ASRock.com Homepage
Forum Home Forum Home > OverClocking(OC) Zone > Achivement&Record
  New Posts New Posts RSS Feed - 2400G @ 4175MHz opinions?
  FAQ FAQ  Forum Search   Events   Register Register  Login Login

2400G @ 4175MHz opinions?

 Post Reply Post Reply Page  <12
Author
Message
PetrolHead View Drop Down
Groupie
Groupie


Joined: 07 Oct 2015
Status: Offline
Points: 391
Post Options Post Options   Thanks (0) Thanks(0)   Quote PetrolHead Quote  Post ReplyReply Direct Link To This Post Posted: 01 May 2018 at 2:04pm
Originally posted by cristy6100 cristy6100 wrote:

As you can see in the validation Voltage is at around 1.344V but that is with Vdrop, in UEFI its 1.398V and thats default, the Turbo Boost voltage is 1.45V but with Vdrop it stays at about 1.42V, CPU-Z cannot report the Boost voltage for Ryzen, only default voltage.
Raven Ridge has very high Vcore from the get go, some users report even 1.5V when CPU is boosting.
Summit Ridge has lower default voltage even when boosting but it cannot sustain the boost on more than 1-2 cores.
In this validation you can see the CPU boosted all cores to 3.75GHz, and went to 3.8GHz for the single core benchmark.
Default clock for 2400G is 3600MHz


The link doesn't seem to work. In any case those voltages seem quite high, since 1.35V is supposed to be the safe limit for 24/7 (or 1.4V according to some sources), which means under load you're already near the "limit" (it's not a hard one, of course). But then that voltage also depends on which sensor it's taken from, and the limits may not be exactly the same for Raven Ridge and Summit Ridge.
Ryzen 5 1500X, ASRock AB350M Pro4, 2x8 GB G.Skill Trident Z 3466CL16, EVGA GTX 1060 SC 6GB GDDR5, Corsair RM550x, Samsung 960 EVO SSD (NVMe) 250GB, Samsung 850 EVO SSD 500 GB, Windows 10 64-bit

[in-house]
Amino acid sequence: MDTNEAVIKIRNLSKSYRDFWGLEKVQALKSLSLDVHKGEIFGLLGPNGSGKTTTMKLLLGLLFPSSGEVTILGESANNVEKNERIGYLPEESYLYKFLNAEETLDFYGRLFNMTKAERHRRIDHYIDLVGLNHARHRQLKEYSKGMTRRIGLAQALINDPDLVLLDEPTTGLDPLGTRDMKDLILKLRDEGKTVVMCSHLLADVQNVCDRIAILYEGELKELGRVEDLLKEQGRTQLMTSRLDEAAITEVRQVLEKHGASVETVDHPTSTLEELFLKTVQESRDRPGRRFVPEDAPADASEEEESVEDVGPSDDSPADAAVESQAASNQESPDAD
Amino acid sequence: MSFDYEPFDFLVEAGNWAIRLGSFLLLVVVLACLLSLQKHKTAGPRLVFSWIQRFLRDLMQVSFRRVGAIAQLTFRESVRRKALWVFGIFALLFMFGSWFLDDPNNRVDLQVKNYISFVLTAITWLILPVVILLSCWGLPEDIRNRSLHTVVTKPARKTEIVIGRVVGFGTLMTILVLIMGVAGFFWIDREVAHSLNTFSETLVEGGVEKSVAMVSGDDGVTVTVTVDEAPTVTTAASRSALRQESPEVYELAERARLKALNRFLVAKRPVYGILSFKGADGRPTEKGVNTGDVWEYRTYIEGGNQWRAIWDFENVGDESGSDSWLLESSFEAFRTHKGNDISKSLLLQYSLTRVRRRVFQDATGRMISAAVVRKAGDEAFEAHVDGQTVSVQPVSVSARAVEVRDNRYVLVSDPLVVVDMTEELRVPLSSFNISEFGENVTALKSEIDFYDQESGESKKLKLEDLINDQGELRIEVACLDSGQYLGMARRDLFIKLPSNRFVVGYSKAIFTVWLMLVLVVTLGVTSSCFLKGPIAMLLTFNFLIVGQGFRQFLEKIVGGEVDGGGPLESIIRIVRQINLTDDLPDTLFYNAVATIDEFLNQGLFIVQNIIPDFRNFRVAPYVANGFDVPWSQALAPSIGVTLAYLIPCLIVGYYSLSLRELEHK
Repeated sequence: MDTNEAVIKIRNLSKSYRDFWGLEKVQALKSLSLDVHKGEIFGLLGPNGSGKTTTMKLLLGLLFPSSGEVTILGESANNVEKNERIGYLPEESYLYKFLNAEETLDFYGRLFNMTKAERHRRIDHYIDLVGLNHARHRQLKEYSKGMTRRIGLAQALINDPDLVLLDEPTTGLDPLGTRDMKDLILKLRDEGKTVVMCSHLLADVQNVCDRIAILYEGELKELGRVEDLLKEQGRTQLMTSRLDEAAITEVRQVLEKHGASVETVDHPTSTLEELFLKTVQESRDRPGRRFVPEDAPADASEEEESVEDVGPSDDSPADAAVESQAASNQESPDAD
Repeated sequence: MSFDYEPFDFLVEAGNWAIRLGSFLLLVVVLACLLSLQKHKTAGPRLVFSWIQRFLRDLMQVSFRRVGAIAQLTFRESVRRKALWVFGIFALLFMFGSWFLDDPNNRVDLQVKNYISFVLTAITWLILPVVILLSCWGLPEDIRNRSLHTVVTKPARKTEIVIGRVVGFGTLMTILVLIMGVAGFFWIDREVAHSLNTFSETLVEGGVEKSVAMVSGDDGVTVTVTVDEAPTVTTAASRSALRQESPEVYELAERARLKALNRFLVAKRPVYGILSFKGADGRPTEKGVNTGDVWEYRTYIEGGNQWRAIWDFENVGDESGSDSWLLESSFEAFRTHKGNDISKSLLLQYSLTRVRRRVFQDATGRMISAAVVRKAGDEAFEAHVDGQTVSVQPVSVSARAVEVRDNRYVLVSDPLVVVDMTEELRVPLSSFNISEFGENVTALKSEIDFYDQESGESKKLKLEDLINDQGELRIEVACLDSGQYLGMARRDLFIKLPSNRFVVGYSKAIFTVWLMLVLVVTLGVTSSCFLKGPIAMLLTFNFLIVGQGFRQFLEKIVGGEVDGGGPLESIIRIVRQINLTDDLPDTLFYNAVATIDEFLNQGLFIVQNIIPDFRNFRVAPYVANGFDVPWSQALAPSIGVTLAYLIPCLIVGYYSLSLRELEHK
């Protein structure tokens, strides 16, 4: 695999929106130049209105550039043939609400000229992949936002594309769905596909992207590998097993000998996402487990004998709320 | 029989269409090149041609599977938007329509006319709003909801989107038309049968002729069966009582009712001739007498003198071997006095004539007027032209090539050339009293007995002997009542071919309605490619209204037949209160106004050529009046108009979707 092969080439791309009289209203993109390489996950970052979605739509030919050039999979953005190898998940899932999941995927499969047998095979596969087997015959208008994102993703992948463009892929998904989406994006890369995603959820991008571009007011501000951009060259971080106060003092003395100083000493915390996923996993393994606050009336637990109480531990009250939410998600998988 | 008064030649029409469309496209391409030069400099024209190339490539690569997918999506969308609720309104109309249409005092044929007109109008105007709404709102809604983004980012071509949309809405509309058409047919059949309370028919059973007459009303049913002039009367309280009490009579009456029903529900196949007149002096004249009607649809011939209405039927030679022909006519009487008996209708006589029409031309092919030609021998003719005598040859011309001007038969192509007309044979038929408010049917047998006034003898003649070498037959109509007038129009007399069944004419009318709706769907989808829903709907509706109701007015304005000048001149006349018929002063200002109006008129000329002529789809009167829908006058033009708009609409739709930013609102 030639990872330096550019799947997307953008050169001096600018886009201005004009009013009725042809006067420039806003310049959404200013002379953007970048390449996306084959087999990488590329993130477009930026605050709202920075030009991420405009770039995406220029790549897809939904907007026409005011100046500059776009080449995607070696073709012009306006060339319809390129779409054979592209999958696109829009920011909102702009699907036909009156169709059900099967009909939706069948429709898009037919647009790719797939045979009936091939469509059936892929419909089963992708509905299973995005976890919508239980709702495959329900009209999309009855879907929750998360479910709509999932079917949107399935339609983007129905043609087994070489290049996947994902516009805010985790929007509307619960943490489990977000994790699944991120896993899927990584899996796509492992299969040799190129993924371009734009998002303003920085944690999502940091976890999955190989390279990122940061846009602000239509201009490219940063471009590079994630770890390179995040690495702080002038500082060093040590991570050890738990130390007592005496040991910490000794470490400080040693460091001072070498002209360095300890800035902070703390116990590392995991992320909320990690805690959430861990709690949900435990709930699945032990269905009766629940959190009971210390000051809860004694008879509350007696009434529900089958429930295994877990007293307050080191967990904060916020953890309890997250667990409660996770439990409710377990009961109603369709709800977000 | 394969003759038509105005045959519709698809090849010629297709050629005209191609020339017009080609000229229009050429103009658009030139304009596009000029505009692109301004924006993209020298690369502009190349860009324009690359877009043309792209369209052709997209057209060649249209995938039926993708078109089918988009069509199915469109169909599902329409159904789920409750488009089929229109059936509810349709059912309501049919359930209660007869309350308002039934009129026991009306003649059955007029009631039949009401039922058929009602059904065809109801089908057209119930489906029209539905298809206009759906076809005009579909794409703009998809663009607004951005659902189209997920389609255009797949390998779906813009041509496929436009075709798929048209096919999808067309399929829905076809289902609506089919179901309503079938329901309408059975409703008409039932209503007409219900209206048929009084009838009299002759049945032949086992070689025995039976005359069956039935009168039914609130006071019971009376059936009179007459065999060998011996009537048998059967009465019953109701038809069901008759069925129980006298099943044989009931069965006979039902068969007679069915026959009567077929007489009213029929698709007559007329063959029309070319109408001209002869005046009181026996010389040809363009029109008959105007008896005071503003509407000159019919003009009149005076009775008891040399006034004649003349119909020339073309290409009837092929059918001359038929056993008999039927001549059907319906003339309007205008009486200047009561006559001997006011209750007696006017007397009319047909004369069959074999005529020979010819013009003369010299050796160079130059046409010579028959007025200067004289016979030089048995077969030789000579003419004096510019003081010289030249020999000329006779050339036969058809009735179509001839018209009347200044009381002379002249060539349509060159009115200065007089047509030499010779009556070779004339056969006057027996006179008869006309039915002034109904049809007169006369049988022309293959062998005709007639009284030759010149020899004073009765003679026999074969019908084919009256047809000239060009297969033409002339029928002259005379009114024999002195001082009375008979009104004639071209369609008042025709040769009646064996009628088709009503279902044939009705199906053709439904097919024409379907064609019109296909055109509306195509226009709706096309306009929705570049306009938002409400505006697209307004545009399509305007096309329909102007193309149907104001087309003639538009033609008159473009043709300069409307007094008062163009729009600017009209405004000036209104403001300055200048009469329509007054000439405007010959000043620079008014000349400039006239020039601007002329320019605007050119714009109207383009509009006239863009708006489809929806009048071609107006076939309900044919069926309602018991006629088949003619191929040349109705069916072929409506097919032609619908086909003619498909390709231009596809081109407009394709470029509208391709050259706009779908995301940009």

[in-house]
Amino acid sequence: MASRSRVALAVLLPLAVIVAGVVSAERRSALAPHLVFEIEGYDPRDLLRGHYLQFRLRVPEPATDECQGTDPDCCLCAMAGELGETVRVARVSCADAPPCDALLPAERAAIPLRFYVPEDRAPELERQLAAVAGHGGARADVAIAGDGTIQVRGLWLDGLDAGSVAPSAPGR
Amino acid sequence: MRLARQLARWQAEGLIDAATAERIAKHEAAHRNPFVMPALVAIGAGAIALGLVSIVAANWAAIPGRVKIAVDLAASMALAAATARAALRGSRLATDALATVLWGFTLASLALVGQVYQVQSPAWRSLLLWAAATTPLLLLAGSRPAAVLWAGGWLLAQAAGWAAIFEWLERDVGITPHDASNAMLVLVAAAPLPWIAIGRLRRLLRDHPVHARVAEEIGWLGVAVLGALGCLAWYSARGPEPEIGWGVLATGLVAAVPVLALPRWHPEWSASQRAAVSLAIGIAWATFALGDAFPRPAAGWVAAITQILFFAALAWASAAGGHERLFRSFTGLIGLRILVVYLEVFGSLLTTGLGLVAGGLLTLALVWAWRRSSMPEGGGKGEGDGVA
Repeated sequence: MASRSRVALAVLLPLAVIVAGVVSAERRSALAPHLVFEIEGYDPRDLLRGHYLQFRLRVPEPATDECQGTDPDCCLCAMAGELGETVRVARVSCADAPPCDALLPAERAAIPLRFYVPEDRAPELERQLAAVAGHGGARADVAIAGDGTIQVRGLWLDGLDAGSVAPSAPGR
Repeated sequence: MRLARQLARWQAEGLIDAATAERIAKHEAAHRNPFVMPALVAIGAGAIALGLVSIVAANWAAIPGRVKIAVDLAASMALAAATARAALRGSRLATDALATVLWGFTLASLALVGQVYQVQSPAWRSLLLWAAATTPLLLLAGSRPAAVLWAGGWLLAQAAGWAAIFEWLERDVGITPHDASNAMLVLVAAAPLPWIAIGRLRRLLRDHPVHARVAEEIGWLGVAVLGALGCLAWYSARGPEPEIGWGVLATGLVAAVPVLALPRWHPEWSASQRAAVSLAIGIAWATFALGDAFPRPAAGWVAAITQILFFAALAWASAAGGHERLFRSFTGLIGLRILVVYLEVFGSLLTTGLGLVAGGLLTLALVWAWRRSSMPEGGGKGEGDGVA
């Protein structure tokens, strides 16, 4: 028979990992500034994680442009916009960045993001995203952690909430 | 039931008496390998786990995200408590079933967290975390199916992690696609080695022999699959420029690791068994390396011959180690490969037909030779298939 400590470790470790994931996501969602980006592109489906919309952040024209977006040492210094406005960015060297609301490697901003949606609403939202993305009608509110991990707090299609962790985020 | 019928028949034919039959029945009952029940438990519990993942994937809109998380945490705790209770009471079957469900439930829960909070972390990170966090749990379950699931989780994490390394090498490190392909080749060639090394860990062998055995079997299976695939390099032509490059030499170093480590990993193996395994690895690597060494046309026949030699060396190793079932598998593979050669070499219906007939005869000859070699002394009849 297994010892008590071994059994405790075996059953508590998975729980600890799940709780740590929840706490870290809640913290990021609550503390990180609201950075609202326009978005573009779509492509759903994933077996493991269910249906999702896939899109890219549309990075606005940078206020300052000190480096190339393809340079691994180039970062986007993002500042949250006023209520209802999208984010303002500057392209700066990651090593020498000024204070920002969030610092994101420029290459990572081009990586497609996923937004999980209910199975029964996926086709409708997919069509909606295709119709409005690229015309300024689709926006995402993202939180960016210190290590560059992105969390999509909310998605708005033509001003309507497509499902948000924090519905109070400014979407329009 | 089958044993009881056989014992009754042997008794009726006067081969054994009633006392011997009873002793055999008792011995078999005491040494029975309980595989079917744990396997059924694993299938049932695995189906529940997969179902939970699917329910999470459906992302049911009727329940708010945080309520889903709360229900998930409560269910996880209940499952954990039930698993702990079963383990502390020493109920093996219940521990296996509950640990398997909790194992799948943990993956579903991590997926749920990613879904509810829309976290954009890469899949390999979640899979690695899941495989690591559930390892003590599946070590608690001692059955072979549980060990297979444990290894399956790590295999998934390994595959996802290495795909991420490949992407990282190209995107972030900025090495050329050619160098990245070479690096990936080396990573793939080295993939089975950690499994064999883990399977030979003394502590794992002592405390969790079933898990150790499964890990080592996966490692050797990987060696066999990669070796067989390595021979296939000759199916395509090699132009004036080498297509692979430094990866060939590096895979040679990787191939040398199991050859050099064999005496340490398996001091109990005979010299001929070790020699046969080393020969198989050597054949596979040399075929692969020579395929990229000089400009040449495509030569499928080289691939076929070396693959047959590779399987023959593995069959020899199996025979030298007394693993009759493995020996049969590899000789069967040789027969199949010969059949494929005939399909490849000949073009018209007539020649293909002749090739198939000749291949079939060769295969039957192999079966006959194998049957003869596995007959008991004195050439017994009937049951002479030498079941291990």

Back to Top
Xaltar View Drop Down
Moderator Group
Moderator Group
Avatar

Joined: 16 May 2015
Status: Offline
Points: 4884
Post Options Post Options   Thanks (0) Thanks(0)   Quote Xaltar Quote  Post ReplyReply Direct Link To This Post Posted: 27 May 2018 at 6:27am
The APUs don't use the infinity fabric to link 2 core clusters like other Ryzen CPUs do. This alone will result in better per core performance. Interesting results for sure. I know the R3 and R5 1k series both disable 2 cores from each CCX rather than utilize a single 4 core CCX.

I wonder if the APUs even have the infinity fabric at all? 
Back to Top
PetrolHead View Drop Down
Groupie
Groupie


Joined: 07 Oct 2015
Status: Offline
Points: 391
Post Options Post Options   Thanks (0) Thanks(0)   Quote PetrolHead Quote  Post ReplyReply Direct Link To This Post Posted: 26 Jul 2018 at 6:29am
Originally posted by Xaltar Xaltar wrote:

The APUs don't use the infinity fabric to link 2 core clusters like other Ryzen CPUs do. This alone will result in better per core performance.

Based on Hardware Unboxed's (somewhat limited) tests, the performance difference between using one CPU complex and two CPU complexes is largely negligible outside synthetic (L3) cache benchmarks.
Ryzen 5 1500X, ASRock AB350M Pro4, 2x8 GB G.Skill Trident Z 3466CL16, EVGA GTX 1060 SC 6GB GDDR5, Corsair RM550x, Samsung 960 EVO SSD (NVMe) 250GB, Samsung 850 EVO SSD 500 GB, Windows 10 64-bit
Back to Top
 Post Reply Post Reply Page  <12
  Share Topic   

Forum Jump Forum Permissions View Drop Down

Forum Software by Web Wiz Forums® version 11.06
Copyright ©2001-2018 Web Wiz Ltd.

This page was generated in 0.047 seconds.